Written by: Michael Mims, Managing Director, Private banking
The Prime Rate or Prime Lending Rate is generally accepted as the interest rate banks charge their best clients. Prime Lending Rate changes anytime the Federal Open Market Committee (FOMC) changes the Fed Funds Rate (this is the rate banks charge each other for overnight lending reserve requirements). As a rule of thumb, most banks set their prime rate at three percentage points higher than the federal funds rate, however, some banks will charge more.
The main reason the Prime Rate is important is because most all lending institutions base their consumer based variable rate loans (and some commercial loans) on Prime Rate or some percentage above the Prime Rate. A change in the Prime Rate typically means an immediate change in the amount a consumer pays for credit on adjustable rate loans. Some examples include credit cards, student loans, Home Equity Lines of Credit, etc.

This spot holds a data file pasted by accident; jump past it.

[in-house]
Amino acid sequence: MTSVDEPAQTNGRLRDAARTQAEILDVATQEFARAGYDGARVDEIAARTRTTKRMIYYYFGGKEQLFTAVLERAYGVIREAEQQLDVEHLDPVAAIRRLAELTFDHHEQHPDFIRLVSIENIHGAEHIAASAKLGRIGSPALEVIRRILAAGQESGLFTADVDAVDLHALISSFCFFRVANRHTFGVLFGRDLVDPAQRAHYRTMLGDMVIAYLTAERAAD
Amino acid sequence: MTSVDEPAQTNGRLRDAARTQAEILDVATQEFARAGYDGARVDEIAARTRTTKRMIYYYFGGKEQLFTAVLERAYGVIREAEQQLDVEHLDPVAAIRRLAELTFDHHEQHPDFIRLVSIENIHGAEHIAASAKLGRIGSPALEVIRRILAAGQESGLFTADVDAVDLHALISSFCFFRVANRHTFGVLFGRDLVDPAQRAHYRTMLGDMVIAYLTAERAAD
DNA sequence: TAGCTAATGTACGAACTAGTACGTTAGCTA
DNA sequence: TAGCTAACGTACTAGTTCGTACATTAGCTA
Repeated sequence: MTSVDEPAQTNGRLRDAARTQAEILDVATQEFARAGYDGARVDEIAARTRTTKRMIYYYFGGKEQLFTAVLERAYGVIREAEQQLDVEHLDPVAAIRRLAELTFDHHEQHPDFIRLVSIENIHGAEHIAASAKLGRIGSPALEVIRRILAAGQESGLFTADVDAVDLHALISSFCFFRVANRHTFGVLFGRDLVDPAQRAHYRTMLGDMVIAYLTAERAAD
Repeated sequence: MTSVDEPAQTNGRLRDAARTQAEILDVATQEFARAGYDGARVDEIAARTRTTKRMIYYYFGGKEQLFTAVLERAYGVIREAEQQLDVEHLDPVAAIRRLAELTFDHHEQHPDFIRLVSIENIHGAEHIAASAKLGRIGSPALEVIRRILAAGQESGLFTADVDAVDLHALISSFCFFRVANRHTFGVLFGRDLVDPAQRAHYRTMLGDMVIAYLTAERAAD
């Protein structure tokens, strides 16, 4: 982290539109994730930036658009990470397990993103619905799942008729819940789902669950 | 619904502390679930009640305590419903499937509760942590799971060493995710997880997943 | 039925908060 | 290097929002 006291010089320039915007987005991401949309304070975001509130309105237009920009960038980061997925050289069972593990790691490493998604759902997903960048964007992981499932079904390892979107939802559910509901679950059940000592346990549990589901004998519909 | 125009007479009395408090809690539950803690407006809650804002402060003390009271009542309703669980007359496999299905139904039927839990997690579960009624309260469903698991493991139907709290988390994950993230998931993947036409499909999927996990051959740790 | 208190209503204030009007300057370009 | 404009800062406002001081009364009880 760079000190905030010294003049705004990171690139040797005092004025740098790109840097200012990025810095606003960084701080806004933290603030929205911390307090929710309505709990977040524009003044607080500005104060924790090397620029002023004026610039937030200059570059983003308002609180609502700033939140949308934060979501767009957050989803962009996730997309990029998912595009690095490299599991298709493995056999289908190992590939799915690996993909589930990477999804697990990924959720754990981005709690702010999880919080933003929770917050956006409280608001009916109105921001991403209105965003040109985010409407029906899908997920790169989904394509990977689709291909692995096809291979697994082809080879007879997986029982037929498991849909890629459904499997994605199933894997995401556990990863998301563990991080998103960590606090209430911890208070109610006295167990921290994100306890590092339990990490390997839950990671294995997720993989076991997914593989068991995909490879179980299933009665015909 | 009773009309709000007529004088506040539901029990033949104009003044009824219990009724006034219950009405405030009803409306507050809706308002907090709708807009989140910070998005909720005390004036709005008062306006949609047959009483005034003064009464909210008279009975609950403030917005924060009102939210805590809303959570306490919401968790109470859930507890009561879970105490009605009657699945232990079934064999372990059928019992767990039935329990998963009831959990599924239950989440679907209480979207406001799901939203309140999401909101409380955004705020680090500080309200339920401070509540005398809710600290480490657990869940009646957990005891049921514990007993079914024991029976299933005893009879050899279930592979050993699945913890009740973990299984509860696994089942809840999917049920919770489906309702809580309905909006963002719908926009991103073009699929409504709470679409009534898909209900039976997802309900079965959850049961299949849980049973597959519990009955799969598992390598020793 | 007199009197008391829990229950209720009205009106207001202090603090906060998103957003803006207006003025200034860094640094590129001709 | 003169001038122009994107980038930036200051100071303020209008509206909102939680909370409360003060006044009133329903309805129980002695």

To give you a perspective of the history of the Prime Rate, since its inception in 1947, the Prime Rate mean average over that period of time is 9.69%. The Prime Rate mean average over the past 25 years is 7.73%. For the past decade, the Prime Rate mean average has been historically low at 4.45%.
We caution our clients to be mindful of carrying large balances on variable rate loans if they are near their comfort level of monthly debt service since changes in the Prime Rate are outside of their control and can happen at any time.